Is This The Ultimate Home Theater Seat?

Your theater seat can help control your clutter

I’m kind of a slob, maybe even a hoarder. Well, that might be going too far. I don’t generally have food stains on my shirt or 25 years of National Geographic stacked in the laundry room. However, home theater room in my basement is definitely a mess.

I excuse myself a little because I do product reviews there for Electronic House, so there’s bound to be a certain amount of clutter from old cables, batteries, box tape, pens, notepads and SPL meters. But there’s also the other kind of clutter—extra remotes, stacks of Blu-ray discs, 3D glasses, smartphone and tablet chargers… maybe some Kit-Kat wrappers.

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I could blame the kids (that’s what they’re for anyway), but the truth is I have a habit of just leaving stuff laying around.

Home theaters are not known for rooms with a lot of planned storage (unless you’re talking about a Kaleidescape movie server, which I don’t have *sigh*). A dedicated movie room usually has a screen, seats, speakers and, well, that’s it. Mine has a stand in the back for the gear, and some creepy movie posters too.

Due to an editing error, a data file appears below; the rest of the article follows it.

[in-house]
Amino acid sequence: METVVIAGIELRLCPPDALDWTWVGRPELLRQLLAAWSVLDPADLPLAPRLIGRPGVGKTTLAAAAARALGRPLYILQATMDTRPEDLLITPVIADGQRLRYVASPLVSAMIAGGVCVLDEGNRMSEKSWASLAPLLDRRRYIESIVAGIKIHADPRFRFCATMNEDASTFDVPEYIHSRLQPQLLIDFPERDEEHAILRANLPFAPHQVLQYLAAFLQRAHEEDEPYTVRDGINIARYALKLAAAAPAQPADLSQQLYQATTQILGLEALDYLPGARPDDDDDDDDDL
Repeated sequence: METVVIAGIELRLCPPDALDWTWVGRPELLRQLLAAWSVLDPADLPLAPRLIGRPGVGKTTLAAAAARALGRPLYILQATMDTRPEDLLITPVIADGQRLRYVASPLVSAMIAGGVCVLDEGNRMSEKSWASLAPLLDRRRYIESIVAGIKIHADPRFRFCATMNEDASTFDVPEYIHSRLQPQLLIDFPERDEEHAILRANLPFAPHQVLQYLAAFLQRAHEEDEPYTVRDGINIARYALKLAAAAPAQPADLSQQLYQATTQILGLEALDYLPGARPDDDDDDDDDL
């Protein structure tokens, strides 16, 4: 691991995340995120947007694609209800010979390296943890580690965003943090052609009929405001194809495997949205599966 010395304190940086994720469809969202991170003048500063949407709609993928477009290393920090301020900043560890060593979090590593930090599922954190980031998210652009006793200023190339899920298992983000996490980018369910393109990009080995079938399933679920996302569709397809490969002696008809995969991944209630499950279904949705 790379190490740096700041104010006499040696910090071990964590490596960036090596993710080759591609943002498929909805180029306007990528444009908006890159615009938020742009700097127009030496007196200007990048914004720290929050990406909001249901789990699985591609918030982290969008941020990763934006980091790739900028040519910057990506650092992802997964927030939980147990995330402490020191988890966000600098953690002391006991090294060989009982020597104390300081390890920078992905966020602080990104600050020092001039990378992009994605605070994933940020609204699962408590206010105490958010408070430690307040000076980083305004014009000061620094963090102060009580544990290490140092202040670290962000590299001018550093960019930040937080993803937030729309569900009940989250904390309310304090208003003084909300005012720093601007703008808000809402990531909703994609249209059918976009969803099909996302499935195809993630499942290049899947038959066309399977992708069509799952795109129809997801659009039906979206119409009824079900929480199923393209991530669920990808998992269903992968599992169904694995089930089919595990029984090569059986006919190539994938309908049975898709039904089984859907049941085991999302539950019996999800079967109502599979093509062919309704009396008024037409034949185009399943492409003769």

So where does a home theater enthusiast shove all of life’s detritus when you want to show off for guests?

This Madison home theater seating system from Fortress Seating looks just about perfect. First, it’s a nice-looking home theater seat, complete with all the expected luxuries such as leather and power recline, plus a nice little hide-away snack table option.

It gets even better though. This model (others too, but the Madison is the one I stumbled upon) has storage options galore. In the chaise lounge option there’s a large slide-out draw for an extra blanket or video game accessories (or more Kit-Kats).

An armrest option includes yet more storage, power outlets and Ethernet jacks (in case you want to hook up your laptop, for example). The outlets would probably be good for charging your phone, 3D glasses (though most use USB now) or game accessories.

A matching ottoman, with more inside storage is also available.

If you control your system with a touchscreen, Fortress has some cool ways to hide it away when it’s not in use.

One is this fold-away option, where the touchscreen fits into a spot inside the armrest.

Or you can have your touchscreen installed in a motorized armrest, so you just press a button and the touchscreen rises out of the seat like Jean Luc Picard’s Enterprise controller.

The one thing I haven’t seen is a theater seat with a built-in Kegerator. Now that would be a great home theater accessory.

See Also:
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Furniture Trends for the A/V Enthusiast Family

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